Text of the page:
At UMD, I am advised by Dr. Amanda Lazar, who specializes in critical research towards how technologies can support aging individuals. I am a member of Dr. Lazar's lab (The Health, Aging & Technology Lab), the Human Computer Interaction Lab (HCIL) and the TRACE R&D center, all of which have conducted seminal work in computing, and accessibility.
Prior to my doctoral studies, I worked with Dr. Robin Brewer at the University of Michigan's iSchool, exploring older adults' interactions with voice based ICTs. During my Masters in HCI at DePaul University, I worked with Dr. Sheena Erete & Dr. Denise Nacu, exploring the intersections of technology, learning and social computing.
Equitable access to widely implemented technologies
Email me at | poojau [AT] umd [DOT] edu
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Widely implemented Information & Communication Technologies (ICTs, e.g. smartphones, voice assistants, PCs, search interfaces) are positioned today as "intuitive" technologies with the potential to, or already providing democratic access to information made available through technological advancements. Yet, diverse groups of users (e.g. older adults, emerging tech users, even young children) have been reported to be on the peripheries of such a promised claim of access over time, due a lack of technology proficiency or literacy. The concept of technology proficiency, or literacy, has been used to refer to the users' "set of skills" to be used in understanding and operating ICTs. Such a "set of skills" has been an open ended concept, used since ICTs entered the realm of public consumption in the 1980s, and applied to diverse technologies (e.g. smartphones, learning management systems) across everyday life contexts (information seeking & sharing, educational activities). While it is unclear what a "set of skills" entails across changing technologies, or how these skills are developed, wide adoption of ICTs are used as grounds to suggest that certain users (compared to others) lack the skills to learn how to use, and effectively use ICTs. This reasoning may miss external factors related to skills (e.g. past work exposure, local contexts such as technology used by those in personal network), and assumes that technologies in use themselves provide favorable grounds for the development of said skills.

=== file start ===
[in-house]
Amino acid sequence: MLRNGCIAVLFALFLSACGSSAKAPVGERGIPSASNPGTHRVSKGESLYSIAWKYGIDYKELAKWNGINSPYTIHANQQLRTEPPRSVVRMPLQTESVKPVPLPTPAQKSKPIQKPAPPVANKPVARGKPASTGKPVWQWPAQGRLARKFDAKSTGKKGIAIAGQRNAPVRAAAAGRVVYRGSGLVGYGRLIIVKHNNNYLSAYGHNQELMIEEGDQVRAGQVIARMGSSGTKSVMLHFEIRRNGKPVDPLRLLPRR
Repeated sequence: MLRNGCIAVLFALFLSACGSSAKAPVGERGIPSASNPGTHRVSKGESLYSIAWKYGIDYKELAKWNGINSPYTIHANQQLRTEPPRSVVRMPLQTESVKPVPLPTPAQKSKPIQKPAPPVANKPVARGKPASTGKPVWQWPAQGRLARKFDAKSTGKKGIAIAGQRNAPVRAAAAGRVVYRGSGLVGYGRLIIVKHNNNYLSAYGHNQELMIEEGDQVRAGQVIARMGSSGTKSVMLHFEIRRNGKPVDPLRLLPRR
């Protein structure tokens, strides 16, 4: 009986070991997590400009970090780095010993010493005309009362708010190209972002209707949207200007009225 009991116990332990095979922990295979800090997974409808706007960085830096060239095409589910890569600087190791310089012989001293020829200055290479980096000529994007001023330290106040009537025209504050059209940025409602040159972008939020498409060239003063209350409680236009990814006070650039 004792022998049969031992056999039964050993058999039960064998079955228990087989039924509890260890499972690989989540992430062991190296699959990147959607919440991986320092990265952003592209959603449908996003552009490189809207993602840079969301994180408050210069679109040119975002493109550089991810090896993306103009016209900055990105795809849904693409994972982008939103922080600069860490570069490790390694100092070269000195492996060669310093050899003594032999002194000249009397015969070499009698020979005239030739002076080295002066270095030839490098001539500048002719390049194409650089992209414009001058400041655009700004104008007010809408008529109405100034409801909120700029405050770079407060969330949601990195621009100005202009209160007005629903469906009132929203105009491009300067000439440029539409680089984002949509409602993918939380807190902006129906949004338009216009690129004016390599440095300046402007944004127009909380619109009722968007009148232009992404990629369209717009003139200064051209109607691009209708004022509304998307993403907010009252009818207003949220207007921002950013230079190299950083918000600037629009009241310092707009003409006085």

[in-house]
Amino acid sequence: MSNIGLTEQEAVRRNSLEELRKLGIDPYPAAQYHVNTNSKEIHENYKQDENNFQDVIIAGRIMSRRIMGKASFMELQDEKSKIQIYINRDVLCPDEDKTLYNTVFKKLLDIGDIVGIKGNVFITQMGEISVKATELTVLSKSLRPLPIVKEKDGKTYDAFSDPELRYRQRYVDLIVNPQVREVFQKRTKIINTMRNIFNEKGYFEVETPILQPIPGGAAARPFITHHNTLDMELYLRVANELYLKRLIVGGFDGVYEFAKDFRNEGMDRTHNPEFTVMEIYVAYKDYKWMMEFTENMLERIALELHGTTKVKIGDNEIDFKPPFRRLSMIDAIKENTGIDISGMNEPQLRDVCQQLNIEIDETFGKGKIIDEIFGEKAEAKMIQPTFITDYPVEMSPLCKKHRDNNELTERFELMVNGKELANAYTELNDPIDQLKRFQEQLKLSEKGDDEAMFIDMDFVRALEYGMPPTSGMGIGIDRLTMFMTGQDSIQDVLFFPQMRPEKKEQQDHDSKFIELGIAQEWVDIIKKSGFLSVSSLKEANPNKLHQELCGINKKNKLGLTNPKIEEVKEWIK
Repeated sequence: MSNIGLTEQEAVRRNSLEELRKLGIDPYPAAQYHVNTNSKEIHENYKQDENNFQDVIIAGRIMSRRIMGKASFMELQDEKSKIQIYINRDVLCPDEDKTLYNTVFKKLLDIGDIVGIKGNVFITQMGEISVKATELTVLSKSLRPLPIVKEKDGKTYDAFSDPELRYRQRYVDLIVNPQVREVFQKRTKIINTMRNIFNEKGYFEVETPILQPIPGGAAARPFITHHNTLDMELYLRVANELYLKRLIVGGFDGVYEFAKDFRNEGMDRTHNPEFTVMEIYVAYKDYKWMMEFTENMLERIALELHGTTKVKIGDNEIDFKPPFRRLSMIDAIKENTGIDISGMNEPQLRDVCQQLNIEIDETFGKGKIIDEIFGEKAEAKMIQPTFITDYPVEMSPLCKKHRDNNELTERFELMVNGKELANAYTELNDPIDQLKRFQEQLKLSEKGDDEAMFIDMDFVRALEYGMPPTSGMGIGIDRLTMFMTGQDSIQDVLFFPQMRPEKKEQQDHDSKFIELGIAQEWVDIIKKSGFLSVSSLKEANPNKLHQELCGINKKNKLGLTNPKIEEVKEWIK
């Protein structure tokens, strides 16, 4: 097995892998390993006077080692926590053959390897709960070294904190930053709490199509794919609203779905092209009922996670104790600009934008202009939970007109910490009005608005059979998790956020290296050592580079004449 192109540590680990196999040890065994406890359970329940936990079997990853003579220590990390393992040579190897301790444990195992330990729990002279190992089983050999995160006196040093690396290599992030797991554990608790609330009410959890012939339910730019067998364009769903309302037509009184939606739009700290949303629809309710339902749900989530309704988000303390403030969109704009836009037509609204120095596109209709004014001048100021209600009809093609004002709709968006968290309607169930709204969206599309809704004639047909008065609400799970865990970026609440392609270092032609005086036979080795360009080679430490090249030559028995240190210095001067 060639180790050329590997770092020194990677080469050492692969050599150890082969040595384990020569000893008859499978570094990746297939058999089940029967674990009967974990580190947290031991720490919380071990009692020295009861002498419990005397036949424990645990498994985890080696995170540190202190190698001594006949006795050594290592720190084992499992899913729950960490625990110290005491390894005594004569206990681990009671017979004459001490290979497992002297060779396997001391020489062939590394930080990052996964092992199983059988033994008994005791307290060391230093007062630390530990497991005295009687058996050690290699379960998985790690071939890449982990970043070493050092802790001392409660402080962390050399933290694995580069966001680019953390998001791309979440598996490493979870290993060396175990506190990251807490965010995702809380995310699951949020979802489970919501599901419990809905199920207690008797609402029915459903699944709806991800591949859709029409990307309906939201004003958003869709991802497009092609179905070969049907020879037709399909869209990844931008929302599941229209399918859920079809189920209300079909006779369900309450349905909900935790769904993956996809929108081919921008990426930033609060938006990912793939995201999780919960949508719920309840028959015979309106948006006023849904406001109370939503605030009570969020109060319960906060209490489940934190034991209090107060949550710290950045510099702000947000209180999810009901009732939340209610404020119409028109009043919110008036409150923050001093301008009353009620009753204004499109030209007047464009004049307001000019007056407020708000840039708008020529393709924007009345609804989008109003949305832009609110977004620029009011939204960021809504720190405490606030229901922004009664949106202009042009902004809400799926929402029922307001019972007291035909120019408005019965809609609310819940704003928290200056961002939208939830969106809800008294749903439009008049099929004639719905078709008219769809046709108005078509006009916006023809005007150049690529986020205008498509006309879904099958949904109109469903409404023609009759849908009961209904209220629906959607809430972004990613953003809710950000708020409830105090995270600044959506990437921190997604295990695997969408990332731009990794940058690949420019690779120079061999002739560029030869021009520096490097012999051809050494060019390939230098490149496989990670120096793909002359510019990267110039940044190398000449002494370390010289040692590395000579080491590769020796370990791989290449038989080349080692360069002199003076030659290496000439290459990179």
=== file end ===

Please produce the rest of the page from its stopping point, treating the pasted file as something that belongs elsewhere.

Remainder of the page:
I am interested in the question of why problems of ICT access, specifically difficulties in using ICTs for information activities, persist over time and changing technologies for diverse groups of users. I draw on theoretical frameworks and empirical methods in Human Computer Interaction (HCI), Computer Supported Cooperative Work (CSCW), and Sociology to study how diverse user groups, such as older adults, learn and incorporate ICTs into everyday use contexts, and how ICTs themselves contribute to their learning and use.